9 April: Revitalize American Manufacturing and Innovation Act (S. 1468) Passes a Voice Vote: U.S. Senate Committee on Commerce, Science, and Transportation Chairman John D. (Jay) Rockefeller (D-WV), and Senator Sherrod Brown (D-OH), released the following statements after the U.S. Senate Committee on Commerce, Science, and Transportation passed S. 1468, the Revitalize American Manufacturing and Innovation Act of 2013, which seeks to strengthen collaborations between the government and the manufacturing sector. The legislation now awaits action by the full Senate.
"Today’s action means we're one step closer toward increasing our support for American innovation and manufacturing. We must continue to invest in programs that help transform the brilliant scientific discoveries currently taking place in university laboratories into real-world applications on the factory floor," said Rockefeller. "With this bill, we can bridge the gap from basic research to manufacturing that has doomed so many promising inventions before they’re able to reach the market. Senator Brown has been relentless in his support for workers and the manufacturing industry, and I thank him for all his work on this bill. I also want to thank Ranking Member Thune for his support. Now, it's time for the full Senate to act on this legislation that will create jobs and boost our economy."
"Our workers can compete against anyone in the world," Brown said. "Establishing a National Network of Manufacturing Innovation would create thousands of jobs and ensure the United States remains the global leader in advanced manufacturing. I thank Chairman Rockefeller, Ranking Member Thune, and the entire Commerce Committee for supporting this bipartisan legislation and helping it take another step towards becoming law." Read full press release
8 April: On the Record: Representatives Signing Recent Letters Supporting NSF and DOE Office of Science: Representatives recently were asked to sign two letters to House appropriators in support of FY 2015 funding for the Department of Energy Office of Science and the National Science Foundation. Eighty-one members signed the letter for the Office of Science; 132 members signed the letter for the National Science Foundation. Read more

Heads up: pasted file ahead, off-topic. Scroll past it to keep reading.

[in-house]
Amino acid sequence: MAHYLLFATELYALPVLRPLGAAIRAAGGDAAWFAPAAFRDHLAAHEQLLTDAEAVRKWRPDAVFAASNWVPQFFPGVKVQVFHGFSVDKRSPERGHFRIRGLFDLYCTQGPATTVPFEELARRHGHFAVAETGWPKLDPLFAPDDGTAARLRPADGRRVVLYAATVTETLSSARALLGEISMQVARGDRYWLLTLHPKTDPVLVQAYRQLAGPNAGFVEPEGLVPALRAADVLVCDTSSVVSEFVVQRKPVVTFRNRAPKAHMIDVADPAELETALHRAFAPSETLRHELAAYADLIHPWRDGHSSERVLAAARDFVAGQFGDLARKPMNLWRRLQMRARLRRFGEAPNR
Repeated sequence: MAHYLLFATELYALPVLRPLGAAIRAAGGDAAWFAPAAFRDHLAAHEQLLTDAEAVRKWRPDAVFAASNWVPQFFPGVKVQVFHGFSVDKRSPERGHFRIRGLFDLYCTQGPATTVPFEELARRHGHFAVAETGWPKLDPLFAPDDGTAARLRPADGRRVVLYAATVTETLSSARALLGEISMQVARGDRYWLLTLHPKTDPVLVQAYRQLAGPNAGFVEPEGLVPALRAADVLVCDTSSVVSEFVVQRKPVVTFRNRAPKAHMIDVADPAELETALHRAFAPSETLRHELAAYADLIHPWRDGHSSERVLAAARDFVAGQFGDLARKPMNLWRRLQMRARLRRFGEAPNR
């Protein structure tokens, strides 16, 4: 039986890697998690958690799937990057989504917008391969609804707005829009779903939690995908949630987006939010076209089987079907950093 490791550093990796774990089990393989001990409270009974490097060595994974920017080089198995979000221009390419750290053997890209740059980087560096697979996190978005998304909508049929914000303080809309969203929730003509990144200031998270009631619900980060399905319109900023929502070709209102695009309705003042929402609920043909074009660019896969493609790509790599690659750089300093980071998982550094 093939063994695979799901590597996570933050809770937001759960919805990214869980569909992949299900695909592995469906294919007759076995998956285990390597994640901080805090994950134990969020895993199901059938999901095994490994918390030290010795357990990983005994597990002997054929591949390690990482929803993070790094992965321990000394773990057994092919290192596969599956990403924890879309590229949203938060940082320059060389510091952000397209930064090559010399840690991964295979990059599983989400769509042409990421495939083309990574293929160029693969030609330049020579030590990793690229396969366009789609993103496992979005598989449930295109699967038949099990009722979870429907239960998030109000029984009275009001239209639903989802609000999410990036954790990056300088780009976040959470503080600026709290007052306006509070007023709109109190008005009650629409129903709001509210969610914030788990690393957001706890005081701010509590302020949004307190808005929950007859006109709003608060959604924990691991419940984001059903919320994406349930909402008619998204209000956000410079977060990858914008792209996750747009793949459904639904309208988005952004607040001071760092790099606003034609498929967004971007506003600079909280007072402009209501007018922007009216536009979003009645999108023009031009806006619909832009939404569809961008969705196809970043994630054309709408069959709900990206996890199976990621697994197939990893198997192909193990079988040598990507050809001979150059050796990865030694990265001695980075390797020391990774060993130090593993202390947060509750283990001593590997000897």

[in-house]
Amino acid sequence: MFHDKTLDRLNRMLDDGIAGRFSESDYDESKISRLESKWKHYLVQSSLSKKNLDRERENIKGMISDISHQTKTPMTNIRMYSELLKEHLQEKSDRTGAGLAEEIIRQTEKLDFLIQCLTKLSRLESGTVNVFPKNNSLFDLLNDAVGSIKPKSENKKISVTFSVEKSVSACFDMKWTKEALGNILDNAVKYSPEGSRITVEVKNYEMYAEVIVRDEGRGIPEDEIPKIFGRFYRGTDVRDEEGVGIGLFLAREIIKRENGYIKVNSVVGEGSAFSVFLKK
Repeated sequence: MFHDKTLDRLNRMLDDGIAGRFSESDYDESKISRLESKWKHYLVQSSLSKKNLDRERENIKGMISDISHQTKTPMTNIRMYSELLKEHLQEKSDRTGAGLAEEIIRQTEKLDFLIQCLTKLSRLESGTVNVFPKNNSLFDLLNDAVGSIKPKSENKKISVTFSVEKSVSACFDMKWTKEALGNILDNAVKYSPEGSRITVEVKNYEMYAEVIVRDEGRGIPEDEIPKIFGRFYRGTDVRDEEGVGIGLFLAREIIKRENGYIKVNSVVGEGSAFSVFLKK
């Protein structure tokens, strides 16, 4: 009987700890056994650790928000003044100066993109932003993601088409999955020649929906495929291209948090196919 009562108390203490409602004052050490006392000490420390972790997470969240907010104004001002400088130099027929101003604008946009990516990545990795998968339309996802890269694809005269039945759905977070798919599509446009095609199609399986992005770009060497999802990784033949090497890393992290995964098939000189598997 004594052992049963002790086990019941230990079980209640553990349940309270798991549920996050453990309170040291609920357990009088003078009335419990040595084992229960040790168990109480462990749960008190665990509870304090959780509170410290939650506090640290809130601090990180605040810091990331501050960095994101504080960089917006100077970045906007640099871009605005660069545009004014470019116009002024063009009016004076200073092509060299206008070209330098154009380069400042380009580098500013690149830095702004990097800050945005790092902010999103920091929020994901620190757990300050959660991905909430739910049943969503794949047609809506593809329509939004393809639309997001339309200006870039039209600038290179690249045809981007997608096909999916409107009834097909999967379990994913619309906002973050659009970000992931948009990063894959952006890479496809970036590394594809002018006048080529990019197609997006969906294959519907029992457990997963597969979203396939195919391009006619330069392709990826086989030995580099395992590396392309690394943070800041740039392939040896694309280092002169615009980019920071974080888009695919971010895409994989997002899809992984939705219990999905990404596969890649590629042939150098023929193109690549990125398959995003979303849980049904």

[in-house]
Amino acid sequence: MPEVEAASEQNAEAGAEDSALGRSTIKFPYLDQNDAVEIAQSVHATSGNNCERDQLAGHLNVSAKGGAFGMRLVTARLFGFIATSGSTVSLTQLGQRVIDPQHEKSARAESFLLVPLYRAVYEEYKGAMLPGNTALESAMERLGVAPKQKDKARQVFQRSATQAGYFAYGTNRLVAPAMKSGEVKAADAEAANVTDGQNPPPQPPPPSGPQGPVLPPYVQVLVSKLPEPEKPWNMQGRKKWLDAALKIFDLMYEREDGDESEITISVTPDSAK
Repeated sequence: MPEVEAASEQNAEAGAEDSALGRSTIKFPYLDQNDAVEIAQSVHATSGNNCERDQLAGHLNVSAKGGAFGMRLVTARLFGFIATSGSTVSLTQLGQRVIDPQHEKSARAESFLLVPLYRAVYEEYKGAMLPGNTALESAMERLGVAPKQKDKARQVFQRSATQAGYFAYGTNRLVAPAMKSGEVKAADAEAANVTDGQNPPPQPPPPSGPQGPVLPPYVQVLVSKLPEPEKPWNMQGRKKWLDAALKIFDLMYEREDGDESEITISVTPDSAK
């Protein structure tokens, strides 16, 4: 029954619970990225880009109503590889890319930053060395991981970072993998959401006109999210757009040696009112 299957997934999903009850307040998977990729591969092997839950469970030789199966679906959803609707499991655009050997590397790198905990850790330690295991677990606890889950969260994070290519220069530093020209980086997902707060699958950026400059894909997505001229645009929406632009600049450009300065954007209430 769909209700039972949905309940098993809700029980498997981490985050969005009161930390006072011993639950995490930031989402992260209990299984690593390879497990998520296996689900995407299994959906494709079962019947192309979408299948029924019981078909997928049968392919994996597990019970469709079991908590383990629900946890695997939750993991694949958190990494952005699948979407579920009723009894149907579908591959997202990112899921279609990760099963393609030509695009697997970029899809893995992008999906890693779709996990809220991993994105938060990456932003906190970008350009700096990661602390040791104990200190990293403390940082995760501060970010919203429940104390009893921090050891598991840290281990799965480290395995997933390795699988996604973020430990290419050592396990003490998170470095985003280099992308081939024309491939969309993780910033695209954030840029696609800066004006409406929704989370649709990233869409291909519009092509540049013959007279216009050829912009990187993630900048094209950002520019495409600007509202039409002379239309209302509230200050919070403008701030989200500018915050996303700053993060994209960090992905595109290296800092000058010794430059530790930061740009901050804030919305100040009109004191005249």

7 April: Office of Science and Technology Policy Releases Report on Coordinating STEM Education Programs: The America COMPETES Reauthorization Act of 2010 called for a Federal Science, Technology, Engineering, and Mathematics (STEM) Education 5-Year Strategic Plan. The Act similarly requires that a report provide an update on the implementation of the Strategic Plan, the efficiency and coherence of federal STEM programs, and dissemination of STEM education research and resources. This Progress Report was recently published by the Office of Science and Technology Policy and includes an overview of the STEM education FY 2015 budget request and the strategic plan, a discussion about reducing fragmentation and duplication of STEM programs, and plans to improve dissemination of federal STEM education resources. Read more
26 March: OSTP Director Holdren Appears Before House Science Committee: There was little that Office of Science and Technology Policy Director John Holdren and the Republican members of the House Science, Space, and Technology Committee agreed about at a recent two-hour hearing on the Administration's FY 2015 S&T budget request. Predictability, there was disagreement about climate change, the National Science Foundation's grant-making process, and NASA's programs. Read more
21 March: Overview of H.R. 4186, the Frontiers in Innovation, Research, Science and Technology Act: The House Subcommittee on Research and Technology considered and voted to send H.R. 4186, the Frontiers in Innovation, Research, Science and Technology (FIRST) Act of 2014 to the full House Science, Space, and Technology Committee. Committee Chairman Lamar Smith (R-TX) predicted that the full committee will consider the bill within the next few weeks.
The 130-page bill has attracted considerable attention in the science policy community, with much of the focus on Title I of the legislation pertaining to the National Science Foundation. The bill authorizes NSF funding in the current year and in FY 2015, and would make changes in the foundation’s operations. H.R. 4186 also authorizes federal STEM education programs; the Office of Science and Technology Policy; the National Institute of Standards and Technology; and Networking and Information Technology Research and Development. A review of selected provisions of this bill follows. Note that this is not a complete summary of all of the wide-ranging provisions in this lengthy bill. Read more
19 March: FY 2015 S&T Administration Budget Requests: The Ups and Downs: The FY 2015 appropriations cycle is underway. Next week House appropriations subcommittees will consider the budget requests for the Department of Energy’s Office of Science and the National Science Foundation. The appropriations committees will have little additional money to work with. An agreement between Congress and the Obama Administration that was codified into law limits the increase in total discretionary funding in FY 2015 to just 0.2 percent. See more information on the budget requests with links to documents
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